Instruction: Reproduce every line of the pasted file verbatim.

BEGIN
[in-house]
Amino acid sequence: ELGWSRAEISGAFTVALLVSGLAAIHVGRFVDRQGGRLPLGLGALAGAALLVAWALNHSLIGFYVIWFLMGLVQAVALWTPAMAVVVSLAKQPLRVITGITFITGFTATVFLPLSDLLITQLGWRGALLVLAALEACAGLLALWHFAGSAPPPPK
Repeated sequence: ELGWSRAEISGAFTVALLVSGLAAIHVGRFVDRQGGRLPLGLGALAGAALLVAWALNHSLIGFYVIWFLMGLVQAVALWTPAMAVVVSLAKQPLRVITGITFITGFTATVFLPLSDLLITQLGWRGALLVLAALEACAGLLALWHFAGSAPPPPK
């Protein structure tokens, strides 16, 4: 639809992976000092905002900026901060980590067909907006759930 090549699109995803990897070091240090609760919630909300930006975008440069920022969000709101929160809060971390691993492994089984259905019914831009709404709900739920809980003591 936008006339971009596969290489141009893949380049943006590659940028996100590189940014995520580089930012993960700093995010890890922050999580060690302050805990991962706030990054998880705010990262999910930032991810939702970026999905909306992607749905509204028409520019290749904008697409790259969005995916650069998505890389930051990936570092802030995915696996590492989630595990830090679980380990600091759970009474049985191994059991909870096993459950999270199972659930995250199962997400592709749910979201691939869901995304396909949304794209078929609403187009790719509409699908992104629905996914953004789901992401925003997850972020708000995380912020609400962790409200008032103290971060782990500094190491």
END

[in-house]
Amino acid sequence: ELGWSRAEISGAFTVALLVSGLAAIHVGRFVDRQGGRLPLGLGALAGAALLVAWALNHSLIGFYVIWFLMGLVQAVALWTPAMAVVVSLAKQPLRVITGITFITGFTATVFLPLSDLLITQLGWRGALLVLAALEACAGLLALWHFAGSAPPPPK
Repeated sequence: ELGWSRAEISGAFTVALLVSGLAAIHVGRFVDRQGGRLPLGLGALAGAALLVAWALNHSLIGFYVIWFLMGLVQAVALWTPAMAVVVSLAKQPLRVITGITFITGFTATVFLPLSDLLITQLGWRGALLVLAALEACAGLLALWHFAGSAPPPPK
């Protein structure tokens, strides 16, 4: 639809992976000092905002900026901060980590067909907006759930 090549699109995803990897070091240090609760919630909300930006975008440069920022969000709101929160809060971390691993492994089984259905019914831009709404709900739920809980003591 936008006339971009596969290489141009893949380049943006590659940028996100590189940014995520580089930012993960700093995010890890922050999580060690302050805990991962706030990054998880705010990262999910930032991810939702970026999905909306992607749905509204028409520019290749904008697409790259969005995916650069998505890389930051990936570092802030995915696996590492989630595990830090679980380990600091759970009474049985191994059991909870096993459950999270199972659930995250199962997400592709749910979201691939869901995304396909949304794209078929609403187009790719509409699908992104629905996914953004789901992401925003997850972020708000995380912020609400962790409200008032103290971060782990500094190491």